Rightly aggrieved over these merely symbolic powers, the ECI sent a proposal, in July 1998, to enable it to issue orders regulating registration and de-registration of political parties. The government has yet to grant the ECI this very important power.

If governments have no laws stating what parties can and cannot do, nations risk engaging in ruthless politics with little or no public accountability. One does not have to invent a new wheel. There is a draft bill called the Political Parties (Registration and Regulation of Affairs, etc) Act, 2011, prepared by the Centre for Standards in Public Life (CSPL) under the guidance of former Chief Justice of India M N Venkatachaliah. This draft bill attempts to address a wide spectrum of issues ranging from the formation of political parties to registration, governance, accountability, regulation of political parties, functions of parties and their discipline. It compulsorily lays down the condition for maintenance and reporting on accounts and all contributions above Rs 20,000 by political parties, clearly noting that compliance with provisions of the Act and the declaration submitted by political parties at the time of registration would be legally binding on them, on a continual basis. Strict norms have been laid down for the observance of internal democracy like no nominations and periodic free and fair elections for selecting various office-bearers within a political party. Addressing the existing discrepancy where even unregistered parties can contest elections, the draft bill calls for registration with the ECI as a necessary criterion for contesting elections. Moreover the registrar, through this draft bill, is empowered to direct a special audit of the accounts of any year of a party or of any local unit. The draft bill strongly talks about penalties to be meted out to political parties in case of deviance from the provisions laid down by the bill, by way of a fine of Rs 10,000 per day of non-compliance, imprisonment of up to three years, as well as withdrawal of registration. Other significant grounds for de-registration of a political party by the registrar, according to this draft bill, is the non-contesting of more than one general election, or not securing a prescribed minimum percentage of votes polled, or not taking part in mainstream political activities.

Amongst high-level government reports on this issue, there is the Law Commission’s ‘170th Report on Electoral Reforms’ (1999), the National Commission for the Review of the Working of the Constitution report on electoral reforms (2002) and the ECI’s recommendation on electoral reforms (2004). Though these reports strongly advocate the regulation of all political parties through law, they recommend the inclusion of this law as part of the already existing RPA, rather than enacting an exclusive Act for the regulation of political parties in India.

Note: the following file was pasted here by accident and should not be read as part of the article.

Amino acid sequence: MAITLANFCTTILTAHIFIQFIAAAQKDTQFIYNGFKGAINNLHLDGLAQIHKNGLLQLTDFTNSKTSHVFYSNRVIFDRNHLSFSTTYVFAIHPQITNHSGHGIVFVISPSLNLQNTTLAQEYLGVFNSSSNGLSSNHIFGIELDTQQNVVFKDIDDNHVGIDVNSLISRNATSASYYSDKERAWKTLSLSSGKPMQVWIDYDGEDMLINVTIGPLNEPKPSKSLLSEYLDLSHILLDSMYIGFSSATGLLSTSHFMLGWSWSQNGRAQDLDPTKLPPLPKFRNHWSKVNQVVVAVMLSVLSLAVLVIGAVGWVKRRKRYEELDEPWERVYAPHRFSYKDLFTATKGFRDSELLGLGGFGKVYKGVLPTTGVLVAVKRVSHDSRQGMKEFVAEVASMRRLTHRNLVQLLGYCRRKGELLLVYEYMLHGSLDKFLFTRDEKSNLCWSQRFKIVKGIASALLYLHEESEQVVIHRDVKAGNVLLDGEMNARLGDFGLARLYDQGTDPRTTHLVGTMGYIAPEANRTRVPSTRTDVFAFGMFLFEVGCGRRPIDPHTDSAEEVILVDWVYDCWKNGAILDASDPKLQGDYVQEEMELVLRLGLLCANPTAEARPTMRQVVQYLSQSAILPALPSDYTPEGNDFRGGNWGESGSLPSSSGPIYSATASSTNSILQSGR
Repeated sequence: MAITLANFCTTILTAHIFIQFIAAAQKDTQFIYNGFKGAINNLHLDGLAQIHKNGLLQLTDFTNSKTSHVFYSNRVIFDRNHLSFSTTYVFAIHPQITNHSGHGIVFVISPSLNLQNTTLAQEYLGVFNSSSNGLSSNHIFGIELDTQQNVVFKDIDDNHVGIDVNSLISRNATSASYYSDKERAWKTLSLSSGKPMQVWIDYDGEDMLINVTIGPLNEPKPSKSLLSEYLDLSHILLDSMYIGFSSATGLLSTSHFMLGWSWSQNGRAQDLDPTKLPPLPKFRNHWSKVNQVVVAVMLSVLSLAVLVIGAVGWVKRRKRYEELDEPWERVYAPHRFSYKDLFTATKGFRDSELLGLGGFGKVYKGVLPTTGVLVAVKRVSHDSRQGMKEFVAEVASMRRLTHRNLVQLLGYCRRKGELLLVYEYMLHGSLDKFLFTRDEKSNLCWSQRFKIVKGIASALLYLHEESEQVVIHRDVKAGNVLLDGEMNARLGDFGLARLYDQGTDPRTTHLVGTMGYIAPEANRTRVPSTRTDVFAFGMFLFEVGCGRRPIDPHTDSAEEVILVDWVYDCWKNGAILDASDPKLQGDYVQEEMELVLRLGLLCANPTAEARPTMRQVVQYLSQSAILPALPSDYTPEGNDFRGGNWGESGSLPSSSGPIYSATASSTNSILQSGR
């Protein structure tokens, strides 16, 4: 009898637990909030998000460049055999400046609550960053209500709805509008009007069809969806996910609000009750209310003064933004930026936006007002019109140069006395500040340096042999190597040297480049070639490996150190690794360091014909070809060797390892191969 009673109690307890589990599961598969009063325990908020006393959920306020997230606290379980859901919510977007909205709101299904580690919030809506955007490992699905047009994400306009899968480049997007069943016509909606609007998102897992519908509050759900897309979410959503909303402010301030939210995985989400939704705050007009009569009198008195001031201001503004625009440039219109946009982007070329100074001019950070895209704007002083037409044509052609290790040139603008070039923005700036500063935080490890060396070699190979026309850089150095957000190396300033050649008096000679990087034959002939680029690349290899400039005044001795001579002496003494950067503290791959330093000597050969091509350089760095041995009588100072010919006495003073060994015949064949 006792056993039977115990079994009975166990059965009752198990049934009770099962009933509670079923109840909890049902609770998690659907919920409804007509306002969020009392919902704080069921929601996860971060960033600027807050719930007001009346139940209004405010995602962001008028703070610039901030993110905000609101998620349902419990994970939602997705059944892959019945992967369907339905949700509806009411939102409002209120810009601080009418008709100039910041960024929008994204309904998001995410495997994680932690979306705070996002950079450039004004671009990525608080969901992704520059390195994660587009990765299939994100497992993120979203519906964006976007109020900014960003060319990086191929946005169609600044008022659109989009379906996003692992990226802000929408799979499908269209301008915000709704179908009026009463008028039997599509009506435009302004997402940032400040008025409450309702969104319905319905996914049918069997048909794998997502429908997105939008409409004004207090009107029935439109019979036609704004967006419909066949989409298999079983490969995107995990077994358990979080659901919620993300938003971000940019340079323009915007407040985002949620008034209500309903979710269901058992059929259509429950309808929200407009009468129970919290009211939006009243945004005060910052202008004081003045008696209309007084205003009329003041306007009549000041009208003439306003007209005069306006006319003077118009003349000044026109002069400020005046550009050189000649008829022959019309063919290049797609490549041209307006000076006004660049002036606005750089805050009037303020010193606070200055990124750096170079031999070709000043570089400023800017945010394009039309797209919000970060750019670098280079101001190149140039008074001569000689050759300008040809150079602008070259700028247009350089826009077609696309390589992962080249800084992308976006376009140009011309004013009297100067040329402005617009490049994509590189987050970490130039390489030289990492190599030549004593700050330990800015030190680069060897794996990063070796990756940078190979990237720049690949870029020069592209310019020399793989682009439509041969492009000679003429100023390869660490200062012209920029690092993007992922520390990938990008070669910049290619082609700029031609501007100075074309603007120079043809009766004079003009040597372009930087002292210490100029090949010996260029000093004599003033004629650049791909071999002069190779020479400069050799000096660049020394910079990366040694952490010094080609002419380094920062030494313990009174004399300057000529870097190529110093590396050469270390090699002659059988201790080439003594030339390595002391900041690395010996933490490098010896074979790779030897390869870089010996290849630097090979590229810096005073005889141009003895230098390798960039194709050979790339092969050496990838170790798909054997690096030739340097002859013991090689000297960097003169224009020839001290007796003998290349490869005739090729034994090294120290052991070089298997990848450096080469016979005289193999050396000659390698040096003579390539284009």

In its ‘170th Report on Electoral Reforms’, the Law Commission suggested the inclusion of a completely new Part–IIA, titled ‘Organisation of Political Parties and Matters Incidental Thereto’, to be introduced in the Representation of the People Act of 1951. This new Part-IIA, comprising Section 11A to 11I, provides for internal democracy in political parties; complete adherence of the aims and objectives or goals and ideals of political parties with that of the Constitution of India; registration with the ECI without which no political party will be permitted to contest elections; general organisation of political parties; maintenance of regular accounts of political parties -- of amounts received by the party, its income and expenditure -- properly audited and submitted to the ECI. Part-IIA also details the punishment to be meted out to political parties in case of non-compliance of these sections, in the form of a penalty of Rs 10,000 for each day of continued non-compliance after notice, as well as withdrawal of registration of the said political party. Additionally, the report by the Law Commission emphasises the insertion of another new Section 78A to the RPA whereby it provides for stringent punishment of political parties in case of non-compliance with the maintenance and disclosure norms regarding clear and full annual accounts of receipt and expenditure incurred by the political party.

The minimum that citizens can be promised is the provision that seeks to regulate the regular functioning of political parties in terms of maintenance of accounts and contributions, along with a clause for legal punitive action in case of non-compliance. Moreover, there should be the mandatory requirement for an appropriate authority to generate public information regarding defaults by political parties on binding disclosures so that a true public image of the political party may be constructed in the minds of the common citizenry. Can the ECI deliver this gift to the nation without waiting for major legislative changes in electoral laws?

(Nripendra Misra is ex-Secretary, Government of India, ex-Chairman, TRAI, and Director, Public Interest Foundation. Tannu Singh is Research Associate, Public Interest Foundation)

Infochange News & Features, April 2012